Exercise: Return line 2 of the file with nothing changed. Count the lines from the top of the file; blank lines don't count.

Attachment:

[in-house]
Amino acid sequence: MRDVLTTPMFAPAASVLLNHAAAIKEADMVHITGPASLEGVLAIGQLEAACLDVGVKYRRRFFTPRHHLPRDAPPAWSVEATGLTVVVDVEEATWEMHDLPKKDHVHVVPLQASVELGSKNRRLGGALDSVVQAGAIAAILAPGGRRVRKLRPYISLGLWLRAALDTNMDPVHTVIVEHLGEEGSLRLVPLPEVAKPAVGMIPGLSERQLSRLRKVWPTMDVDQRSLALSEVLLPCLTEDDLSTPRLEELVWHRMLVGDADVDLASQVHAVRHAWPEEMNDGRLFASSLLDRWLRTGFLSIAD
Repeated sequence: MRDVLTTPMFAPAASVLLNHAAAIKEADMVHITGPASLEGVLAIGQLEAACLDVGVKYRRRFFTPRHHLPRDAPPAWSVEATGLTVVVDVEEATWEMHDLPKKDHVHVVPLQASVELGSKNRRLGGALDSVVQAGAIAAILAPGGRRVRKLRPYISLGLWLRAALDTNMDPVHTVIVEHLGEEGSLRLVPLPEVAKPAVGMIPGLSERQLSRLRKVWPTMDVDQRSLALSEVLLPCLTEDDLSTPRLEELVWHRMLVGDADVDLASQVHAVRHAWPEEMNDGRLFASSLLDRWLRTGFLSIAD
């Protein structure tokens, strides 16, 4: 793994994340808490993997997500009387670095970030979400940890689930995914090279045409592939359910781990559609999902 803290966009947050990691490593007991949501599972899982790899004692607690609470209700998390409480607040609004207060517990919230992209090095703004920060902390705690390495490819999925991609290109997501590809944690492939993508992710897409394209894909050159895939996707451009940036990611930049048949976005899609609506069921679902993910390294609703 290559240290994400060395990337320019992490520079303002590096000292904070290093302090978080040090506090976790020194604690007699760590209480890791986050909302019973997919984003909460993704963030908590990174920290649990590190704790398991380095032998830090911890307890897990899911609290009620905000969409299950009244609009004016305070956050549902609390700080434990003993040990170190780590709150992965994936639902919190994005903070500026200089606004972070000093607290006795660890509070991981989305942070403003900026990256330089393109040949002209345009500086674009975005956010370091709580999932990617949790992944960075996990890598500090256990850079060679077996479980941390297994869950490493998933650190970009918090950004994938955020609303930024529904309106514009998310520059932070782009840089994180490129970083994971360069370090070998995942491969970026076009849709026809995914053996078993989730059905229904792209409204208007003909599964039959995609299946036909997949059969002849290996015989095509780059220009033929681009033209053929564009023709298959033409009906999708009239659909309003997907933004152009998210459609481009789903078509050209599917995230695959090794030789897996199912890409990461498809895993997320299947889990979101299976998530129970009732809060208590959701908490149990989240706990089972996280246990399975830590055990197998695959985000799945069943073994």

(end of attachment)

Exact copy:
Amino acid sequence: MRDVLTTPMFAPAASVLLNHAAAIKEADMVHITGPASLEGVLAIGQLEAACLDVGVKYRRRFFTPRHHLPRDAPPAWSVEATGLTVVVDVEEATWEMHDLPKKDHVHVVPLQASVELGSKNRRLGGALDSVVQAGAIAAILAPGGRRVRKLRPYISLGLWLRAALDTNMDPVHTVIVEHLGEEGSLRLVPLPEVAKPAVGMIPGLSERQLSRLRKVWPTMDVDQRSLALSEVLLPCLTEDDLSTPRLEELVWHRMLVGDADVDLASQVHAVRHAWPEEMNDGRLFASSLLDRWLRTGFLSIAD